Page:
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Live Review 2000

This review by Xavier Russell (and the accompanying photo) appeared in Classic Rock, January 2001, in England.  It is reproduced in its entirety, with no comment!

LA2, London
21st November 2000

Set list: 'Whiskey Man'/'Bounty Hunter'/'Gator Country'/'Heart Of The USA'/'Fall Of The Peacemakers'/'Saddle Tramp'/Drum Solo/'Beatin' The Odds'/'Down From The Mountain'/'Dreams I'll Never See'/'The Journey'
Encore: 'White Lightning'/'Flirtin' With Disaster'


"From Jacksonville, Florida, will you please welcome CMC recording artists Molly Hatchet."

The south came to London, well Molly Hatchet Mk IV to be more precise and, surprisingly, delivered a near flawless display of chicken scratch inspired confederate boogie.

Lead vocalist Phil McCormack should seriously consider auditioning for a place on `Stars In Their Eyes', as he does a near perfect note-for-note impression of original Hatchet growler Danny Joe Brown. The evidence of this could be found right from the start on the evening's opener `Whiskey Man', following which other old faves such as 'Gator Country' which were even more impressive. The band was also keen to promote their new album 'Kingdom Of XII', with the catchy `Heart Of The USA' a particular highlight.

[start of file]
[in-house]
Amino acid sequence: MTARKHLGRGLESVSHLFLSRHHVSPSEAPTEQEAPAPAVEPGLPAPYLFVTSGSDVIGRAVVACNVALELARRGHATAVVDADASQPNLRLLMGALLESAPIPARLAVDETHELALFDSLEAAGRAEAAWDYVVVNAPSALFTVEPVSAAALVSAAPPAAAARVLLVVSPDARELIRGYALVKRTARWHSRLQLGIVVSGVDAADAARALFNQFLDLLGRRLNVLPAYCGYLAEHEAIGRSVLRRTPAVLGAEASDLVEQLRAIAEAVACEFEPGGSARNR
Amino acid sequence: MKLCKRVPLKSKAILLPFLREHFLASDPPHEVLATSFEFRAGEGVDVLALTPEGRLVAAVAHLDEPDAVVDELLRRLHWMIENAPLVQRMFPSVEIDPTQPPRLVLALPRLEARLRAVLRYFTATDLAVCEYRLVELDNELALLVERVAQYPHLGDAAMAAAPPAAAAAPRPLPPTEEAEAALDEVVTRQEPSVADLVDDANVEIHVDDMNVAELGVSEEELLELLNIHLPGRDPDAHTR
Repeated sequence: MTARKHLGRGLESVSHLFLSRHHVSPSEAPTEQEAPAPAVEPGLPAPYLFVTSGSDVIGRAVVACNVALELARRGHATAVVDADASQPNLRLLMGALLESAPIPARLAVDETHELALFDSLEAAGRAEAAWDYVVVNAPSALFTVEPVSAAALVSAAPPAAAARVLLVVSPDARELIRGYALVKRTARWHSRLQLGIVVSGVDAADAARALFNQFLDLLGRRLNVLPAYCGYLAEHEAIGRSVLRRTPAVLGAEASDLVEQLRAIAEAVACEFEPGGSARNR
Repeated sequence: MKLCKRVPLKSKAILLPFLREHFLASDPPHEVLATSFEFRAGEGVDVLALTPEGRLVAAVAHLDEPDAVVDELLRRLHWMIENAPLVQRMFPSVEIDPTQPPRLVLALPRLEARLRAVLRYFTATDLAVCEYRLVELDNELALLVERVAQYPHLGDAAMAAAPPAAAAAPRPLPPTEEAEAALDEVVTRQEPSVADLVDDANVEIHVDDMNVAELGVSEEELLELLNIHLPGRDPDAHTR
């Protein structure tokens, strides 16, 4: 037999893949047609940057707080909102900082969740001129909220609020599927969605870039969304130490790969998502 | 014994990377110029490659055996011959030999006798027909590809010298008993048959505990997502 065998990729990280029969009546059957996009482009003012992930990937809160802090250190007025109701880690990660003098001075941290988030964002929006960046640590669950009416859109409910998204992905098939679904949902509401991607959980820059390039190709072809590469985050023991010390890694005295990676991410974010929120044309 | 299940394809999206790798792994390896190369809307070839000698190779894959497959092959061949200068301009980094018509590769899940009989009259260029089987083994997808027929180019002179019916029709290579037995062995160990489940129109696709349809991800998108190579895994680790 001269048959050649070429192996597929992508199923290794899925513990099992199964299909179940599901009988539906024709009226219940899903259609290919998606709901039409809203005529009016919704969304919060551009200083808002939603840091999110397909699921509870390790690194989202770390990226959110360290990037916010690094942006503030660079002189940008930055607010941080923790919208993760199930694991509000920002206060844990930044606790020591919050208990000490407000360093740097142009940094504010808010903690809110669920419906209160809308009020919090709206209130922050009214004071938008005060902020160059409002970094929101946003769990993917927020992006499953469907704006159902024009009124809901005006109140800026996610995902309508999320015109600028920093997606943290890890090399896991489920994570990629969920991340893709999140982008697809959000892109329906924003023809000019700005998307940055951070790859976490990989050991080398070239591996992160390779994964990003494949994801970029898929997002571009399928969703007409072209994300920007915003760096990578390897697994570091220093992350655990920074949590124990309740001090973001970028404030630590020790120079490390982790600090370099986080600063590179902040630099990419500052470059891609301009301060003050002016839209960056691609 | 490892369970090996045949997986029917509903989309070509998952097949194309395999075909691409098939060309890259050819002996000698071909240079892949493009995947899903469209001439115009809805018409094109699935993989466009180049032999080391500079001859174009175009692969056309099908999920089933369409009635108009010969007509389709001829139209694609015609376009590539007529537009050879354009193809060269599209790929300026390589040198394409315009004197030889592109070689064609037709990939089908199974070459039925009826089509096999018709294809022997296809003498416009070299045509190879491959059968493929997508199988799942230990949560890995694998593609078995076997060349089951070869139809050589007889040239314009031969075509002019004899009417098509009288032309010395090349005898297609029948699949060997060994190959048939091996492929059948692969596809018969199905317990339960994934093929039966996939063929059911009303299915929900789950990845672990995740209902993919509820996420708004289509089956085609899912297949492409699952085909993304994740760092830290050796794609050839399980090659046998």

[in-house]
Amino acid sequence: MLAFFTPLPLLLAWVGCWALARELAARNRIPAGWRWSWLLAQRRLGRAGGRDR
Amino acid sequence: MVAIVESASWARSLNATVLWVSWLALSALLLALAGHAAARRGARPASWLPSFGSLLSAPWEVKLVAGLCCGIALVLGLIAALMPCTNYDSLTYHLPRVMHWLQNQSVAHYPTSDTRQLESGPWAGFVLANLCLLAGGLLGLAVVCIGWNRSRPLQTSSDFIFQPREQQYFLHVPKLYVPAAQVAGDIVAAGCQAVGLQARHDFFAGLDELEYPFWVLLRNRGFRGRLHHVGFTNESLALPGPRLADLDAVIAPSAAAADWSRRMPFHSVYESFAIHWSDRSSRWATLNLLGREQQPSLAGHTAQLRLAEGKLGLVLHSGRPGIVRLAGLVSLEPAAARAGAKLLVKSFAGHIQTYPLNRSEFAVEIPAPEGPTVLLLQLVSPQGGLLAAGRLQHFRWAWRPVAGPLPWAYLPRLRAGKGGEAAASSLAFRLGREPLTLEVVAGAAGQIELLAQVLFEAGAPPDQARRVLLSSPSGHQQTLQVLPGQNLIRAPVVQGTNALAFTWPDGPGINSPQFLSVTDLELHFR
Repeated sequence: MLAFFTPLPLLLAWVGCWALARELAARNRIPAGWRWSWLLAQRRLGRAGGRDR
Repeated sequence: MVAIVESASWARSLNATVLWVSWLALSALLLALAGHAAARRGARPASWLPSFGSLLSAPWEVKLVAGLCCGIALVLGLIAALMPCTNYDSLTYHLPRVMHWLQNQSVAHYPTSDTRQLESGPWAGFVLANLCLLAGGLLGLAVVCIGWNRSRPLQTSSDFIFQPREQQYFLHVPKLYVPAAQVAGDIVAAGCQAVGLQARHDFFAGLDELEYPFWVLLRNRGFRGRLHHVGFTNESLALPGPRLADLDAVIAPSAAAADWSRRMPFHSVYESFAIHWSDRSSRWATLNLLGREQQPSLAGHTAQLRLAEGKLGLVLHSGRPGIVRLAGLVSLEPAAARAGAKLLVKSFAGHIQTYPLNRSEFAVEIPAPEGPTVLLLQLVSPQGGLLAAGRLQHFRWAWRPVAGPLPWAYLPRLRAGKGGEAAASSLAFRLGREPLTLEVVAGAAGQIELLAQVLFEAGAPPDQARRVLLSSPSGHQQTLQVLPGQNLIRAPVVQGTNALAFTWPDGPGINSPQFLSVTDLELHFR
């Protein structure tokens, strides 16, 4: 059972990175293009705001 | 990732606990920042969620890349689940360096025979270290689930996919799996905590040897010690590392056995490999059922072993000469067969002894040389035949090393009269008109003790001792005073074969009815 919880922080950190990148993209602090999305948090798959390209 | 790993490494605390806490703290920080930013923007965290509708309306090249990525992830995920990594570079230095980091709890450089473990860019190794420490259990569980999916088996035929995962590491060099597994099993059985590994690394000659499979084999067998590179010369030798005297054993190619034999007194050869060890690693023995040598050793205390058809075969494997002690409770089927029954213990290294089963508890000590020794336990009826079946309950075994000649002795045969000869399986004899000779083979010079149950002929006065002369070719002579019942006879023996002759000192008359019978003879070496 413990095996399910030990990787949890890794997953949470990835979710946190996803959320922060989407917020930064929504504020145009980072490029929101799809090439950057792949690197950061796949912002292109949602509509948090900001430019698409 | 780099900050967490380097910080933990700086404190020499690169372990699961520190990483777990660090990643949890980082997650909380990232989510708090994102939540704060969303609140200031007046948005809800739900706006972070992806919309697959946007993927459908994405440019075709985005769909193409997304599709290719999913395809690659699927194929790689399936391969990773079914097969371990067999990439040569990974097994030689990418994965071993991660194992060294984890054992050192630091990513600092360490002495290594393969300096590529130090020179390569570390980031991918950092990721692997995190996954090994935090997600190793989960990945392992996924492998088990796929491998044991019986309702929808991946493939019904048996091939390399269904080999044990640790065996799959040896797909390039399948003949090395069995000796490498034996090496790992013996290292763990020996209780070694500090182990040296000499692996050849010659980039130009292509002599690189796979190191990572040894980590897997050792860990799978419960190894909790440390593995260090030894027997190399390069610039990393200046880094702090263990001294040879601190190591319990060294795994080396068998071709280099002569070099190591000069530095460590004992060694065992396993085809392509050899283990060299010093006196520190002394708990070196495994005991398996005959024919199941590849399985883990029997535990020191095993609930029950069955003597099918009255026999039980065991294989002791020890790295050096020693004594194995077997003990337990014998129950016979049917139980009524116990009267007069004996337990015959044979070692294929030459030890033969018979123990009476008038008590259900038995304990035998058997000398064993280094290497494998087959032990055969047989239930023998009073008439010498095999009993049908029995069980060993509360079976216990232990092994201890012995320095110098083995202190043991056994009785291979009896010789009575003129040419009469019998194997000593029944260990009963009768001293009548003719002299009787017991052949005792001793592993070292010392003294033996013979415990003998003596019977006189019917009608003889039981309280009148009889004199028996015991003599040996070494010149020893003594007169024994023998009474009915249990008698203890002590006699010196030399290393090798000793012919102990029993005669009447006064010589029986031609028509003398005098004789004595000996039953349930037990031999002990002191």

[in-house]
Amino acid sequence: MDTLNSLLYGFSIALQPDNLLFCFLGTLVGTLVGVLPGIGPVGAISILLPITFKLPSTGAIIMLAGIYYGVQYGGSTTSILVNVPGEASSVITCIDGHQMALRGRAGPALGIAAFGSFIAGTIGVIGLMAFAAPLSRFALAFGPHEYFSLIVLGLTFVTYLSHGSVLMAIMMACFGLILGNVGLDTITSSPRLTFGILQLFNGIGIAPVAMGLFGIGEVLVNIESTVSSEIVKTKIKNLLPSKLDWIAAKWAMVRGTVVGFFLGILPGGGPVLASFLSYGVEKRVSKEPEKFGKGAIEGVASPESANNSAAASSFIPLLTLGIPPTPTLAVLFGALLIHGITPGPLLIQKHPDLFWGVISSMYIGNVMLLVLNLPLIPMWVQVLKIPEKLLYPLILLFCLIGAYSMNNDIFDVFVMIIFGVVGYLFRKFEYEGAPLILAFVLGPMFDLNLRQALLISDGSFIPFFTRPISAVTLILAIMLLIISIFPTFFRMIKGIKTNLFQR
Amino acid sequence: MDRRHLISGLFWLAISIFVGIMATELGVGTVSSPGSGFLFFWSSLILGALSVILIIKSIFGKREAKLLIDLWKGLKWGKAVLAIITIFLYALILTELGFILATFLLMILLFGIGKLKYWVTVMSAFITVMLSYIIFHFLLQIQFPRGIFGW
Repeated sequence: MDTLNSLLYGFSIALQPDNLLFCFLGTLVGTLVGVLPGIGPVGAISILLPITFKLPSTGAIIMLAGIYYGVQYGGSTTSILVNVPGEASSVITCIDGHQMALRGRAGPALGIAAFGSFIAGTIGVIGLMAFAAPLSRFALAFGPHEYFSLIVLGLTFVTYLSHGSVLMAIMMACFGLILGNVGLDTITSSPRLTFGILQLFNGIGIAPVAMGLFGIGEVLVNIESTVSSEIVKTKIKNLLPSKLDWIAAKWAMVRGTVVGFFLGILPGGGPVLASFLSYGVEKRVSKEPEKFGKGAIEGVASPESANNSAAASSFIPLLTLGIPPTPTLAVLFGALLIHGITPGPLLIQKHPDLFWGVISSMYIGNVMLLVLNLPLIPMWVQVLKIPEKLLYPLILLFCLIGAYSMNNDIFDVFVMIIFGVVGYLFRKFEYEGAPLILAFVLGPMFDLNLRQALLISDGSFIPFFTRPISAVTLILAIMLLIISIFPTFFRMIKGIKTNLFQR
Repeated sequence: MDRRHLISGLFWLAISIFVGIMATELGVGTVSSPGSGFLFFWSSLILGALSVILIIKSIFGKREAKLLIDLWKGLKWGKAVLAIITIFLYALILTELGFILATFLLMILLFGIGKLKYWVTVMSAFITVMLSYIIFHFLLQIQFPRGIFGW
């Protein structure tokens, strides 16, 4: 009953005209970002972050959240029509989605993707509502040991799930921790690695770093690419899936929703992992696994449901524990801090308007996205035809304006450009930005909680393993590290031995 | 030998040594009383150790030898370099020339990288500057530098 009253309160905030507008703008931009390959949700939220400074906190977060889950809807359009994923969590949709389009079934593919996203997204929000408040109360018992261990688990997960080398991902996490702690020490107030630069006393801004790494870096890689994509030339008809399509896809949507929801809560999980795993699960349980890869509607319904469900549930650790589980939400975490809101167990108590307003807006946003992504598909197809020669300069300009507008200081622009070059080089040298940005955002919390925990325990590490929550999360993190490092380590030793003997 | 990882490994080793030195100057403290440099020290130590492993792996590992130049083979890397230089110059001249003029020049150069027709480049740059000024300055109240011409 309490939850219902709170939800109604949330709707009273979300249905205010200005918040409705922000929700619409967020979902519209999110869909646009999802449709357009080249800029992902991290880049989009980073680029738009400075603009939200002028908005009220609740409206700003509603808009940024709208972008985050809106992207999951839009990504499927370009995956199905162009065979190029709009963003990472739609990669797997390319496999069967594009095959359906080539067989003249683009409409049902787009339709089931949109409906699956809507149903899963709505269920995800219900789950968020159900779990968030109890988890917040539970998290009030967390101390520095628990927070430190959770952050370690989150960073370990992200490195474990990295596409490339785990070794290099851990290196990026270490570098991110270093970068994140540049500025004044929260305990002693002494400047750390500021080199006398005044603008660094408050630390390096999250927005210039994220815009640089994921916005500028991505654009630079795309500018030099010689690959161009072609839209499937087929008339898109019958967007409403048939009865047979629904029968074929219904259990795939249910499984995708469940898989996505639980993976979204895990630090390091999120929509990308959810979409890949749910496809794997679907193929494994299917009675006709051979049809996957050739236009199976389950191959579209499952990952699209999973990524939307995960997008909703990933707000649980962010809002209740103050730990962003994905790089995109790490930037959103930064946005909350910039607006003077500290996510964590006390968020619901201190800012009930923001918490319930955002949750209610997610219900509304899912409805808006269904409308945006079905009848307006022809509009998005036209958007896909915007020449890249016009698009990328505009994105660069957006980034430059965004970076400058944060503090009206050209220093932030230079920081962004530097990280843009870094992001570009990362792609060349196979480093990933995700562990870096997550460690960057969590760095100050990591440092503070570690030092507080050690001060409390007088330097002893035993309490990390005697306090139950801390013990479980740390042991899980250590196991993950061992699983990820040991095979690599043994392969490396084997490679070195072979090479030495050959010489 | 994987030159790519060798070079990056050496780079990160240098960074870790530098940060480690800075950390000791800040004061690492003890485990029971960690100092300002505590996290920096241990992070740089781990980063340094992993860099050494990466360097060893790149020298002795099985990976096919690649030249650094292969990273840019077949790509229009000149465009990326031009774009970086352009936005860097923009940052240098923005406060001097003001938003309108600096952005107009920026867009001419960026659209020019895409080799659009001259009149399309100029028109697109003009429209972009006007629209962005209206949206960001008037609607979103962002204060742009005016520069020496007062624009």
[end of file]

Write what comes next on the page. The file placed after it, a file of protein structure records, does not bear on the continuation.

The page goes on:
Perhaps the sole dip in the set came with the Vietnam vet special `Fall Of The Peacemakers': Having teased the confederate faithful with slowly building guitars, the song suddenly and mysteriously ground to a halt. Absolutely criminal, talk about killing a tune stone dead! However, things picked up with the Jimmy Farrar-period classic `Beatin' The Odds', and from hereon in, things just got better and better. Especially with the utterly compelling 'Dreams I'll never See' offering an Allman Brothers feel thanks to the duelling guitars of Bobby Ingram and Bryan Bassett, layering beautifully beneath the soothing keyboards of John Galvin.

For encores we got `Moonshine Whiskey', from the new album, and a very upbeat rendition of `Flirtin' With Disaster', but sadly there was no `Boogie No More', which Hatchet haven't played for ten years - I've no idea why.

"Molly Hatchet: the Two Fat Ladies had really let themselves go"

Despite this not being the original line-up, Hatchet certainly didn't come across as a covers band, as some people have claimed them to be. They more than impressed with their own particular brand of southern rock, now, where's that bottle of `Rebel Yell'?!

Xavier Russell

MH Interview 1985 ] Hatchet Links ] Hatchet Rarities ] Interview 2000 ] [ Live Review 2000 ]

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